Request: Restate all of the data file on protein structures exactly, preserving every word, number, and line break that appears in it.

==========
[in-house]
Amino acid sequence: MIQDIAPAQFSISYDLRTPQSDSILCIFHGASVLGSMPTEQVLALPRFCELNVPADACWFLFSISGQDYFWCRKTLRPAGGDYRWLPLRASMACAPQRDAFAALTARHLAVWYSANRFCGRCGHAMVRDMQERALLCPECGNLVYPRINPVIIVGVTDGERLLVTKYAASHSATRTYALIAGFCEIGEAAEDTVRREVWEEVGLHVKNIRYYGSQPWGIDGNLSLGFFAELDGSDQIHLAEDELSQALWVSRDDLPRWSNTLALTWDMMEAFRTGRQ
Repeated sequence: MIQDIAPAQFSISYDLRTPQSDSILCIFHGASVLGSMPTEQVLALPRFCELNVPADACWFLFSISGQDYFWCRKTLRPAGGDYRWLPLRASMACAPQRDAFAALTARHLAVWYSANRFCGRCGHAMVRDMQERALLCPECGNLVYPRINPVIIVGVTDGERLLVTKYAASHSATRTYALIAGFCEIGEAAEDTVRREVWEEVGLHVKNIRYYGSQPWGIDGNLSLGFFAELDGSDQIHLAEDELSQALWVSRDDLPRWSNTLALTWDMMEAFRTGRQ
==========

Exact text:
[in-house]
Amino acid sequence: MIQDIAPAQFSISYDLRTPQSDSILCIFHGASVLGSMPTEQVLALPRFCELNVPADACWFLFSISGQDYFWCRKTLRPAGGDYRWLPLRASMACAPQRDAFAALTARHLAVWYSANRFCGRCGHAMVRDMQERALLCPECGNLVYPRINPVIIVGVTDGERLLVTKYAASHSATRTYALIAGFCEIGEAAEDTVRREVWEEVGLHVKNIRYYGSQPWGIDGNLSLGFFAELDGSDQIHLAEDELSQALWVSRDDLPRWSNTLALTWDMMEAFRTGRQ
Repeated sequence: MIQDIAPAQFSISYDLRTPQSDSILCIFHGASVLGSMPTEQVLALPRFCELNVPADACWFLFSISGQDYFWCRKTLRPAGGDYRWLPLRASMACAPQRDAFAALTARHLAVWYSANRFCGRCGHAMVRDMQERALLCPECGNLVYPRINPVIIVGVTDGERLLVTKYAASHSATRTYALIAGFCEIGEAAEDTVRREVWEEVGLHVKNIRYYGSQPWGIDGNLSLGFFAELDGSDQIHLAEDELSQALWVSRDDLPRWSNTLALTWDMMEAFRTGRQ